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Home arrow Articles by Topic arrow Erosion arrow Beach erosion
Beach erosion PDF Print
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Articles - Erosion
Written by OzCoasts   
Tuesday, 06 October 2009

Geological background

Beach deposits predominantly consist of sand particles that can be easily eroded by waves. These deposits comprise terrestrial sediment delivered to the coast by rivers, sediment produced by the erosion of coastal landforms by waves, and marine sediment that has been reworked from offshore deposits onto the coast. Sand derived from a terrestrial source is usually dominated by resistant minerals such as quartz. Marine sediments, however, comprise resistant minerals and biogenically-produced calcium carbonate.

The main pressures on beaches and dunes are urbanisation and developments associated with coastal tourism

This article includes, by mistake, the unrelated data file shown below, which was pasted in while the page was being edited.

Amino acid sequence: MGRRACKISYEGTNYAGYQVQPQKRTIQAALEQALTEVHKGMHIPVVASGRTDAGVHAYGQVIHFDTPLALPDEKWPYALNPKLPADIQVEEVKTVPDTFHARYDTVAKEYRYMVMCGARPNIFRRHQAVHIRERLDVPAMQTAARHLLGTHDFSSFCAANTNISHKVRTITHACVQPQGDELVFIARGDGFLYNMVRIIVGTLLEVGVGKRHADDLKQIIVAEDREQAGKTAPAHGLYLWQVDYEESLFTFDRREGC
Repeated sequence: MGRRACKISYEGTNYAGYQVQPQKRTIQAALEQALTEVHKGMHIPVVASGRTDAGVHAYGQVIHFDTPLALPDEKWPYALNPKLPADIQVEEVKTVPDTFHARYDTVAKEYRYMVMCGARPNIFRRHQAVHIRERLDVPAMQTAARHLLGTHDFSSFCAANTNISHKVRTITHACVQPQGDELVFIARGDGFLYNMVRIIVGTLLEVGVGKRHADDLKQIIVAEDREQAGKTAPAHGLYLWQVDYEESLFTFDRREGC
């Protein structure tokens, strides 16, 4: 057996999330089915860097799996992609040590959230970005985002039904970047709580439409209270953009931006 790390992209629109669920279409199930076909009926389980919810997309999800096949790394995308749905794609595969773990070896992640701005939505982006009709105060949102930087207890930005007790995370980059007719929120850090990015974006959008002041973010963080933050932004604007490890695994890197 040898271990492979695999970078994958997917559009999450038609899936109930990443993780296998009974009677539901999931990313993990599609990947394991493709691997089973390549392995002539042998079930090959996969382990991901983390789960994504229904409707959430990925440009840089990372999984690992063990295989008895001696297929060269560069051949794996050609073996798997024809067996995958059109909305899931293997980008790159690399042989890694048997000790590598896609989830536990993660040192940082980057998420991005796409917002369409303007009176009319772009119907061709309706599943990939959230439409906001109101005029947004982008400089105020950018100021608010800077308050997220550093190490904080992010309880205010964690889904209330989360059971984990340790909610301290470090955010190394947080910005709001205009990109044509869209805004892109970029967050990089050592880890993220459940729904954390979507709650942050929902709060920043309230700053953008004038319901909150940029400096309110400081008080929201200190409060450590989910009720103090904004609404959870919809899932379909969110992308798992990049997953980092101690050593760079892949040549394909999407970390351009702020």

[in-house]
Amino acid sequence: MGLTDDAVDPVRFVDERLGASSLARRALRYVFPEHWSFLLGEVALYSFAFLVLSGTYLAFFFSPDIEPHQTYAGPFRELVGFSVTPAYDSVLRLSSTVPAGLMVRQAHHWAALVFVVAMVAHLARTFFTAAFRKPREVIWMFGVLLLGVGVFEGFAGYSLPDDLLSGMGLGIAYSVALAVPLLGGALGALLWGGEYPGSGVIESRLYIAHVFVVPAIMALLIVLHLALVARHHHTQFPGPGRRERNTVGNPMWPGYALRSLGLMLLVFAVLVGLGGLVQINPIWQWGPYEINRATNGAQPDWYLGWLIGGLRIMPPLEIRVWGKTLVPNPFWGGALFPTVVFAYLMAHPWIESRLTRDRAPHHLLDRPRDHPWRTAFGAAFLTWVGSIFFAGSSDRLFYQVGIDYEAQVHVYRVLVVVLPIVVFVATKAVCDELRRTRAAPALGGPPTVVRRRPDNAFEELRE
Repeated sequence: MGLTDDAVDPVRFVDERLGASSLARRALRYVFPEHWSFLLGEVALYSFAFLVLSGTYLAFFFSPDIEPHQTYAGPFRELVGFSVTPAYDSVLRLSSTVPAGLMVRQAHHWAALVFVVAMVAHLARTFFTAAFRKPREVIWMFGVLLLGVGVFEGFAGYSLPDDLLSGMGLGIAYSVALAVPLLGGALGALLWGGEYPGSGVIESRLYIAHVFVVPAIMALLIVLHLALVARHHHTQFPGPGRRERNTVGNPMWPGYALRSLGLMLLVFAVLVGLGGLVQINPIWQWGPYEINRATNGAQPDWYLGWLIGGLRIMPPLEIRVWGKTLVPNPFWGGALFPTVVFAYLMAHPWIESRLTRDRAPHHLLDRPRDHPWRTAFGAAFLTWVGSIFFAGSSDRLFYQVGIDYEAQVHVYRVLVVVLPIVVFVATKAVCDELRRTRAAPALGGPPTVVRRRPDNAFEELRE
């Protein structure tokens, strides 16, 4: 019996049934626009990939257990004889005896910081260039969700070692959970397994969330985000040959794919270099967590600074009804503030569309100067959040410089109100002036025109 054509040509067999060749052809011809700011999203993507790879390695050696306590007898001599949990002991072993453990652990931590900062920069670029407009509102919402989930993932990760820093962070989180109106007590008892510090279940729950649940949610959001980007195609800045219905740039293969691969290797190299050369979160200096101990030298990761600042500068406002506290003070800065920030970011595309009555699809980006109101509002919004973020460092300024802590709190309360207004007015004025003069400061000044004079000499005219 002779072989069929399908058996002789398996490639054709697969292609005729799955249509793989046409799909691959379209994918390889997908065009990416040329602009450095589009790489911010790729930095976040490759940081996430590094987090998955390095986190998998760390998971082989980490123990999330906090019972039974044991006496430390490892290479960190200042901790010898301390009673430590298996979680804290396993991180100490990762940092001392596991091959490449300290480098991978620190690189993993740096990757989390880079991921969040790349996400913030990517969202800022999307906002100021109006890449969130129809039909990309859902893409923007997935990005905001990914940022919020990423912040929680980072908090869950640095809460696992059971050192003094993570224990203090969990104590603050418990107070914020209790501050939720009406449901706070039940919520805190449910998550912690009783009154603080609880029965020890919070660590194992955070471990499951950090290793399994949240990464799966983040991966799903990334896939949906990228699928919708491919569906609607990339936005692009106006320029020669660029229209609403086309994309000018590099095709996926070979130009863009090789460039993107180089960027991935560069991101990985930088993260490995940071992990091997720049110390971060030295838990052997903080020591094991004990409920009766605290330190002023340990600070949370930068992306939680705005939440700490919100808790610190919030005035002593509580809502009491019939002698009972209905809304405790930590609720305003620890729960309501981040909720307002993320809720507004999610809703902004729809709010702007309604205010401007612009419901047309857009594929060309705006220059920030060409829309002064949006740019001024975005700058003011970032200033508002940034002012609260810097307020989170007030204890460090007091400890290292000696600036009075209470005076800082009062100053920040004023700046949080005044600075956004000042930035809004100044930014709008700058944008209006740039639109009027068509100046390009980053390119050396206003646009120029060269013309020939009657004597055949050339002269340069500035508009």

The sand in many Australian beach systems is at least partially sourced from the continental shelf. Large volumes of this inner shelf sand have been pushed up the continental shelf as sea level rose following the end of the last glacial period (18,000 years ago), and has been accumulating on the present coast during the last 6,500 years of high and relatively stable sea level. On the southeast coast of Australia, large bodies of sand on the inner shelf are the remnants of coastal sand deposits emplaced when sea level was a few tens of metres lower than present. The rate of supply of sediment derived from the inner continental shelf varies between coastal regions, and in some has declined over the last few thousand years because over this period the volume of sediment available for reworking to the coast by wave-induced currents has gradually been reduced.

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